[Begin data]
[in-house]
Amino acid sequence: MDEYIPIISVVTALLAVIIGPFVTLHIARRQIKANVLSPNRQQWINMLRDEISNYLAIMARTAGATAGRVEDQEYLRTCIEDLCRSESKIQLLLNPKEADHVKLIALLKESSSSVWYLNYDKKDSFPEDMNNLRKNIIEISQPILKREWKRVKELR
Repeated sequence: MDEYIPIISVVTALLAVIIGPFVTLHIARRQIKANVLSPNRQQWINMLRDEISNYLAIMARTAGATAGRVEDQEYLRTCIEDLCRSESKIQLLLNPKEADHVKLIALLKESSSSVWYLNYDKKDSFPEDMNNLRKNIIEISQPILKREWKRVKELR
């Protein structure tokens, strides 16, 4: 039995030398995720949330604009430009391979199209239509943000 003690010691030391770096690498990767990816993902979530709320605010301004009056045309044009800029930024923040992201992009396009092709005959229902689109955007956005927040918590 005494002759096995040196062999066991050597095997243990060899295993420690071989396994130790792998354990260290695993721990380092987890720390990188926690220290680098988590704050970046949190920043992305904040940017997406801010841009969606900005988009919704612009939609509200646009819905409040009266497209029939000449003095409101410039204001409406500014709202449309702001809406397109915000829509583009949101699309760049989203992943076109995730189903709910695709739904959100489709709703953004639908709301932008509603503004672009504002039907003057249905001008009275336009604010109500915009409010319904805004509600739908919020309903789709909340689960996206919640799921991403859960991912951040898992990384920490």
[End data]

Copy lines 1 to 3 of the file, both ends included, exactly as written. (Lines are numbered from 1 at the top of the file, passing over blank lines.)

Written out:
[in-house]
Amino acid sequence: MDEYIPIISVVTALLAVIIGPFVTLHIARRQIKANVLSPNRQQWINMLRDEISNYLAIMARTAGATAGRVEDQEYLRTCIEDLCRSESKIQLLLNPKEADHVKLIALLKESSSSVWYLNYDKKDSFPEDMNNLRKNIIEISQPILKREWKRVKELR
Repeated sequence: MDEYIPIISVVTALLAVIIGPFVTLHIARRQIKANVLSPNRQQWINMLRDEISNYLAIMARTAGATAGRVEDQEYLRTCIEDLCRSESKIQLLLNPKEADHVKLIALLKESSSSVWYLNYDKKDSFPEDMNNLRKNIIEISQPILKREWKRVKELR